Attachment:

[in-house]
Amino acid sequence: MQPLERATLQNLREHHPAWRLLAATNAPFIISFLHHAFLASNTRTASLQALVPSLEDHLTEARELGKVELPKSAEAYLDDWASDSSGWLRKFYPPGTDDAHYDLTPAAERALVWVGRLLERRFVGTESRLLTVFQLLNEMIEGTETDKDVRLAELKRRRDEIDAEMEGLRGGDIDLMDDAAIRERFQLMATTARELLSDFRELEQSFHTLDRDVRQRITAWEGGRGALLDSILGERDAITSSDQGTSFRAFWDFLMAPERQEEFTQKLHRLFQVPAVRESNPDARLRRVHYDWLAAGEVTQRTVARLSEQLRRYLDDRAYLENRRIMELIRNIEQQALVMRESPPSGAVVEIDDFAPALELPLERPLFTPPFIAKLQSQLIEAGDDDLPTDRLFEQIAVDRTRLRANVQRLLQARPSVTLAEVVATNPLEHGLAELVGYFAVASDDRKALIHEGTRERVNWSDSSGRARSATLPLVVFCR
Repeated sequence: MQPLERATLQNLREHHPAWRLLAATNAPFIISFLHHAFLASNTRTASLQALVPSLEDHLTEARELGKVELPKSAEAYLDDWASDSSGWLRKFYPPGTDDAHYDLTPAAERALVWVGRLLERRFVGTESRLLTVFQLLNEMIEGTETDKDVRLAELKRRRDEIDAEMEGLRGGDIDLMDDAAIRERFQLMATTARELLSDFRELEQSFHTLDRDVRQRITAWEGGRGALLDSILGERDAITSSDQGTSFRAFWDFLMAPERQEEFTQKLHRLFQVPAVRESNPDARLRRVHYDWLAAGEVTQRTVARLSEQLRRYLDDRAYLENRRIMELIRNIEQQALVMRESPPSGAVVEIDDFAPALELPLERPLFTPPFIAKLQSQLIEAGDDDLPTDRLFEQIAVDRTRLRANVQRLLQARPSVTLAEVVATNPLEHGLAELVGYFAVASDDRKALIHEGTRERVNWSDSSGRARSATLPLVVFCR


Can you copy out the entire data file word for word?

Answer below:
[in-house]
Amino acid sequence: MQPLERATLQNLREHHPAWRLLAATNAPFIISFLHHAFLASNTRTASLQALVPSLEDHLTEARELGKVELPKSAEAYLDDWASDSSGWLRKFYPPGTDDAHYDLTPAAERALVWVGRLLERRFVGTESRLLTVFQLLNEMIEGTETDKDVRLAELKRRRDEIDAEMEGLRGGDIDLMDDAAIRERFQLMATTARELLSDFRELEQSFHTLDRDVRQRITAWEGGRGALLDSILGERDAITSSDQGTSFRAFWDFLMAPERQEEFTQKLHRLFQVPAVRESNPDARLRRVHYDWLAAGEVTQRTVARLSEQLRRYLDDRAYLENRRIMELIRNIEQQALVMRESPPSGAVVEIDDFAPALELPLERPLFTPPFIAKLQSQLIEAGDDDLPTDRLFEQIAVDRTRLRANVQRLLQARPSVTLAEVVATNPLEHGLAELVGYFAVASDDRKALIHEGTRERVNWSDSSGRARSATLPLVVFCR
Repeated sequence: MQPLERATLQNLREHHPAWRLLAATNAPFIISFLHHAFLASNTRTASLQALVPSLEDHLTEARELGKVELPKSAEAYLDDWASDSSGWLRKFYPPGTDDAHYDLTPAAERALVWVGRLLERRFVGTESRLLTVFQLLNEMIEGTETDKDVRLAELKRRRDEIDAEMEGLRGGDIDLMDDAAIRERFQLMATTARELLSDFRELEQSFHTLDRDVRQRITAWEGGRGALLDSILGERDAITSSDQGTSFRAFWDFLMAPERQEEFTQKLHRLFQVPAVRESNPDARLRRVHYDWLAAGEVTQRTVARLSEQLRRYLDDRAYLENRRIMELIRNIEQQALVMRESPPSGAVVEIDDFAPALELPLERPLFTPPFIAKLQSQLIEAGDDDLPTDRLFEQIAVDRTRLRANVQRLLQARPSVTLAEVVATNPLEHGLAELVGYFAVASDDRKALIHEGTRERVNWSDSSGRARSATLPLVVFCR